|Bollards as 'street furniture' in Washington DC|
How can I send the Trump transition team at State a suggestion? Because I’d like to nominate the UK's Ruth Reed to be the next Director of Overseas Buildings Operations.
I learned of Ms. Reed in a recent UK Guardian article asking what can be done to prevent Berlin-style attacks in modern cities? For my money, she has exactly the right approach to the city planner's problem of securing public spaces against Berlin-style truck attacks.
The Berlin lorry attack on Monday that killed 12 people and injured 48 others raises a pressing question for security services across the world: what can be done to stop such attacks?
The attack on Berlin’s Christmas market came six months after a 19-tonne cargo truck was deliberately driven into crowds celebrating Bastille Day in Nice, killing 86 people and injuring 484.
This seemingly new – and brutally destructive – form of terrorist attack is quickly becoming one that security experts fear the most: it can cause untold carnage and seemingly come out of nowhere. And there are obvious limits on the effect of practical measures.
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Ruth Reed, the head of the Royal Institute of British Architects’ (RIBA) planning group and its former president, said counter-terrorism officers [in the UK] would reassess the security of open spaces in the wake of the Berlin attack.
“There will be a degree of reassessment of public open space inevitably after Berlin. I think that will happen all over Europe, not just here,” she said. “The British approach has always been to put in a degree of protection. They may want to think about increasing it – but it can be done discreetly.”
Reed co-authored industry-leading guidance (here), published in 2010, on designing for counter-terrorism without turning the nation into an uninviting fortress.
The most obvious form of protection against a truck attack are large barriers, known in the architecture business as “anti-ramming landscape features”. The black barriers around the Palace of Westminster are designed to stop a lorry attack at high speed. Up the road in Whitehall, there are barriers but they are hidden from view.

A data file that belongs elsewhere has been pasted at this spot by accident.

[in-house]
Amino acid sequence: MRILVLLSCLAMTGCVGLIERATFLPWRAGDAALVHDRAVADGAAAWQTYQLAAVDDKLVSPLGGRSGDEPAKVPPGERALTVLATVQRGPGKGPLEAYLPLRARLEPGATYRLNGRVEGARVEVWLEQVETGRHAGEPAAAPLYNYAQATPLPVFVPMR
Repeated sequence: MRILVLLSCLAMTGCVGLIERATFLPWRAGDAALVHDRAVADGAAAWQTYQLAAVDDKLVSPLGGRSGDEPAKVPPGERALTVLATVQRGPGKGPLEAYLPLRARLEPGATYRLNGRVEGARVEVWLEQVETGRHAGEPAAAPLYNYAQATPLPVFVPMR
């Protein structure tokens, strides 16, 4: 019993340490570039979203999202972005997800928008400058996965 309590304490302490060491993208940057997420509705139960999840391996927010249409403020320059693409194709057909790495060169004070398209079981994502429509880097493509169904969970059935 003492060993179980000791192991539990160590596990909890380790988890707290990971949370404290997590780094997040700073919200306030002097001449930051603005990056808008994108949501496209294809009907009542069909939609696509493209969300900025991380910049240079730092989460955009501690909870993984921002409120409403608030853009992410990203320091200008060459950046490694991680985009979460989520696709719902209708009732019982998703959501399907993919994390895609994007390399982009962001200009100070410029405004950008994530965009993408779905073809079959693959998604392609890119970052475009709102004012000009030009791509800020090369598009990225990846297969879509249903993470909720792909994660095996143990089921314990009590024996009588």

All US military and governmental buildings have “crash- and attack-resistant bollards” outside. The US state department “anti-ram vehicle list” lists several types of bollards to protect the perimeter of its embassies abroad. Some bollards are capable of stopping vehicles travelling at up to 50mph (80km/h).
“It’s not just the point of obstruction,” said Reed, who pointed out that measures including tight bends and restricted-width streets had been designed to prevent a large vehicle building speed before reaching a bollard or barrier ... “The important thing for public sanity really is that we don’t let this kind of anti-terrorism provision cloud our thinking because, if we develop some kind of bunker mentality, we’ve actually let them win,” she said.
“We want people to be able to go about their normal working and leisure times blissfully unaware that there is a risk that has been considered and reduced or eliminated. That’s the really important thing to say."
Now, it's not for nothing that Washington DC is known as The City of Bollards, so we do know a thing or two about using them discreetly. Check this out, for instance.
Bollards come in all kinds of shapes and sizes. There are low ones and high ones, fixed in place and operable ones, free-standing and tied together, ugly and decorative, old timey and modernistic. They can be made of steel, concrete, or polycarbonate. They can be intrusive or subtle, round or cylindrical, straight or curved, architecturally enhancing or utilitarian, blended into the background or black-and-yellow striped. They can even be repurposed old cannons half-buried in the ground, a common practice in the 17th and 18th Centuries, examples of which can still be seen today in most old port cities.
If you spend any time in a city, you can see bollards all around you as you go about your daily life. Pay some attention to them, because they are on the rise, and they can save lives.